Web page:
“Cumulative impacts” means the combined effects of several stressors (for example, several different sources of air pollution). NJEJA and CUE have developed municipal and state level policies to address cumulative impacts. On the municipal level, we have developed a model ordinance that the City of Newark is considering enacting in some form. To educate community residents and city officials about cumulative impacts and the model ordinance, NJEJA and CUE conduct free EJ and cumulative impacts workshops. On the state level NJEJA and CUE have created a policy that integrates consideration of cumulative impacts into the issuance of pollution discharge permits by the New Jersey Department of Environmental Protection (NJDEP) and have presented the policy to upper management at NJDEP.
In April, 2012, NJEJA’s Dr. Nicky Sheats (who is CUE’s director) chaired a hearing on cumulative impacts held by the New Jersey Clean Air Council that featured testimony from national experts on the issue. Subsequently, the Council issued recommendations on cumulative impacts to NJDEP’s commissioner, and Dr. Sheats played a key role in writing the report that contains the recommendations.
Access to the Natural Environment
NJEJA sent comments to NJDEP on proposed rules that the EJ community believed would reduce the access of urban residents to New Jersey’s urban waterways. NJEJA’s statewide coordinator, Mr. Henry Rose, and Dr. Sheats also testified at a public hearing regarding the proposed rules.
Environmental Justice Advisory Council
Six of the eleven members of the EJ Advisory Council to NJDEP are also NJEJA members. NJEJA members of EJAC include its Chair, Vice-Chair and Recording Secretary.
National and Regional Work
In the area of climate change, NJEJA participates in the EJ Leadership Forum on Climate Change, a group of EJ advocates and organizations from across the country working on climate change policy from an EJ perspective. In May 2009, NJEJA participated in presentations made by the Leadership Forum in Washington, D.C. to representatives from the Council on Environmental Quality, the U. S. Environmental Protection Agency (USEPA), and the Department of Labor. In February 2011, NJEJA was part of a delegation from the Leadership Forum that testified in Atlanta at a USEPA listening session on new source performance standards and the regulation of greenhouse gas emissions.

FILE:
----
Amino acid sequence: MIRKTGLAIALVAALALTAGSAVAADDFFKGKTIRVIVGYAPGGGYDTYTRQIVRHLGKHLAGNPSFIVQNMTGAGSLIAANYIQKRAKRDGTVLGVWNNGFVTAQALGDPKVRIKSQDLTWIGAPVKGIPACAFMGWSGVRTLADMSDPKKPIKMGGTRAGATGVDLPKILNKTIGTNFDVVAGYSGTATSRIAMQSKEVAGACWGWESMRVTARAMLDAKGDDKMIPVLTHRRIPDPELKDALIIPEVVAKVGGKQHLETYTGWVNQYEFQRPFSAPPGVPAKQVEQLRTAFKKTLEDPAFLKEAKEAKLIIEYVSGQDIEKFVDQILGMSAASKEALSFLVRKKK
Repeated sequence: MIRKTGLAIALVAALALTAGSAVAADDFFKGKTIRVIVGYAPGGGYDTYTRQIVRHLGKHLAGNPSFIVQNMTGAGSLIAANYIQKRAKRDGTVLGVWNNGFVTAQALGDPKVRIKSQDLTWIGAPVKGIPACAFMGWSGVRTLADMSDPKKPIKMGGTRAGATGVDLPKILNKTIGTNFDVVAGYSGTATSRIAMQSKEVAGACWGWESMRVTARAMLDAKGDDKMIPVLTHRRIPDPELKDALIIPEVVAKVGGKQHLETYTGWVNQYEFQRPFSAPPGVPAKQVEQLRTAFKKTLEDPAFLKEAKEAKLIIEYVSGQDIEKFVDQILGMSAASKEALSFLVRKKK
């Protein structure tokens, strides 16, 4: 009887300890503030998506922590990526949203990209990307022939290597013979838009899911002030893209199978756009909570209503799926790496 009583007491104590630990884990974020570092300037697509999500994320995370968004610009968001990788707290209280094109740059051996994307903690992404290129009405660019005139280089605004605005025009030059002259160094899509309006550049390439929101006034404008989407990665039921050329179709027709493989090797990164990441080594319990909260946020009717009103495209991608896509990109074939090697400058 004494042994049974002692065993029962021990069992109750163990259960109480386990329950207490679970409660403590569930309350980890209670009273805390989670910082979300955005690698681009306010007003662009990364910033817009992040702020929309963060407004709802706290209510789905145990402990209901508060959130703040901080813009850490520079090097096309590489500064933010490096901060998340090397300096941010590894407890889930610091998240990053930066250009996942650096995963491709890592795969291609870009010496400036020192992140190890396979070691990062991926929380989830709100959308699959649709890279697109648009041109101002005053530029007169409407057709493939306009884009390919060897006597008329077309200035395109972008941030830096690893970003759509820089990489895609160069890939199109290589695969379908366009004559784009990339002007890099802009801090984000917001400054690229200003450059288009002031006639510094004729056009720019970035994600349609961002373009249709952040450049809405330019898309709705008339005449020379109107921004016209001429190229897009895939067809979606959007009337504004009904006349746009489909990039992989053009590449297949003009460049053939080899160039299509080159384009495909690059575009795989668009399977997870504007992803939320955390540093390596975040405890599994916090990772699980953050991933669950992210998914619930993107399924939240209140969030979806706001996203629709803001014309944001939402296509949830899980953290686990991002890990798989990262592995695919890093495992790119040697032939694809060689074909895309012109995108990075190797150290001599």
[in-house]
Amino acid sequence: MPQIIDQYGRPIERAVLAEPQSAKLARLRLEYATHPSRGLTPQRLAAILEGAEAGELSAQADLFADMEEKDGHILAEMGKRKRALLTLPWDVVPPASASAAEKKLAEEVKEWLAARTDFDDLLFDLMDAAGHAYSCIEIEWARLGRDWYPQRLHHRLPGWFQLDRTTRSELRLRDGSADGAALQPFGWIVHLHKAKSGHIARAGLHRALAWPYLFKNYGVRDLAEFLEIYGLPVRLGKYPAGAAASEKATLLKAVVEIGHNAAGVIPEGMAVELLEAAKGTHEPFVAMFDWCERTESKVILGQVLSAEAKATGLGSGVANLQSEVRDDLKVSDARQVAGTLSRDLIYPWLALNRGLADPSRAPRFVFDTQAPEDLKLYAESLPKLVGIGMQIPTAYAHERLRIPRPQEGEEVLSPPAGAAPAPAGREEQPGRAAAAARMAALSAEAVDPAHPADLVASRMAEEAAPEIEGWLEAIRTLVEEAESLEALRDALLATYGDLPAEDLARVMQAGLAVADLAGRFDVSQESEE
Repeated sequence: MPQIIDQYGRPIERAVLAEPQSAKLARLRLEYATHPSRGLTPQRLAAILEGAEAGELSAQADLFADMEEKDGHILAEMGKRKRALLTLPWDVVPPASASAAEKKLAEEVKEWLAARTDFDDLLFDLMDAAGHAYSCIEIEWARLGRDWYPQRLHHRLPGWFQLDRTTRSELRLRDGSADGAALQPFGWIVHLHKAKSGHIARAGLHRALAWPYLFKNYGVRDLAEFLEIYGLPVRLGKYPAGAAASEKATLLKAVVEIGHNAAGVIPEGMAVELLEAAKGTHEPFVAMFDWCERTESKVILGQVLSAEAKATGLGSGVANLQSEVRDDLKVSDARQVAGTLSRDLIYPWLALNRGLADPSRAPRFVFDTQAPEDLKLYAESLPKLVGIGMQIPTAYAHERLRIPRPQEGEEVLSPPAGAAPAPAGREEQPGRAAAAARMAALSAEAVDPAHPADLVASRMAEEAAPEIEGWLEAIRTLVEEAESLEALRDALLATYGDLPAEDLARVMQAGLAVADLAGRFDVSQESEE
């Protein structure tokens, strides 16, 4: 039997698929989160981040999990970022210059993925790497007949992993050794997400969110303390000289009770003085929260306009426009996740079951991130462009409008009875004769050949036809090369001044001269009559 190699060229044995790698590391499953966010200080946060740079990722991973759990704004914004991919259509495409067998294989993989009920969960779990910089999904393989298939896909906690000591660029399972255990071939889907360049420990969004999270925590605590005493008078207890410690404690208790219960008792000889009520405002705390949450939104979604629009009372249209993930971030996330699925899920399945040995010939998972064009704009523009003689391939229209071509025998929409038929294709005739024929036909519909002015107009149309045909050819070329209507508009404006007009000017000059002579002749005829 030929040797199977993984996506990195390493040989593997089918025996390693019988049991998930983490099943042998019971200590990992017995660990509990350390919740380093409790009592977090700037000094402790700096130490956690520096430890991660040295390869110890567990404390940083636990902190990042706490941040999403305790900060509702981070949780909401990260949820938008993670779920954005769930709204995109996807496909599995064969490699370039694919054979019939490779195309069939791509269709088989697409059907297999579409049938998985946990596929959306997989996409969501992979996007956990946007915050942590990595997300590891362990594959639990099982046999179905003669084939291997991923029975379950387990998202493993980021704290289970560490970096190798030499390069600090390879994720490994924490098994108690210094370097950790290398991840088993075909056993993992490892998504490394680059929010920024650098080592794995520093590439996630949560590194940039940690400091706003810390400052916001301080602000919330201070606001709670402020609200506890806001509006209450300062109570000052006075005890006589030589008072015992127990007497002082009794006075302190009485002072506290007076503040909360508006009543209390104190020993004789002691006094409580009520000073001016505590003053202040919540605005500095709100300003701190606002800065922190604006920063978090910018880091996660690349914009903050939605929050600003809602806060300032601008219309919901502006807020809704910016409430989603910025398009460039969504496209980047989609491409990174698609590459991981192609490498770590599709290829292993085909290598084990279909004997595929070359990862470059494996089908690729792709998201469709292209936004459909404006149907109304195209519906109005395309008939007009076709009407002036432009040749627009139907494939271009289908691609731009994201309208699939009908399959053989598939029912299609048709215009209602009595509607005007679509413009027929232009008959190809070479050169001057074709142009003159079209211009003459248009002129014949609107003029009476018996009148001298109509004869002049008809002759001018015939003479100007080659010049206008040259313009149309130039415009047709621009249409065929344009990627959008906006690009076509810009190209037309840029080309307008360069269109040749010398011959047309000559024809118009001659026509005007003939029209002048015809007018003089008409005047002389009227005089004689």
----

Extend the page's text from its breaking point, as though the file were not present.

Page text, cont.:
NJEJA participates in the EJ and Science Initiative, which is part of the Leadership Forum. The Initiative brings together members of the Leadership Forum and a small group of scientists from across the country who try to find common ground on important public policy issues related to climate change. The group has issued two letters on such issues thus far. One is on USEPA’s authority to regulate greenhouse gases and on greenhouse gas co-pollutants. The other is on carbon capture and sequestration, also known as CCS.
NJEJA participated on the School Air Toxics Monitoring Work Group of the National Environmental Justice Advisory Council, which issued a report that advised USEPA on exactly how to maximize community involvement in air monitoring at over five dozen schools around the nation. NJEJA is currently participating in USEPA’s Clean Air Act Advisory Committee and made a significant contribution to its recent report on using a multi-pollutant approach to the regulation of air pollution. NJEJA also submitted comments on proposed rules that would reduce toxic air emissions from power plants.
On a regional level, NJEJA participates in an EJ attorneys group that includes lawyers from New Jersey, New York, Pennsylvania and Rhode Island. The group meets on a regular basis and discusses legal theories that may help the EJ community and legal issues that are of concern to the EJ community.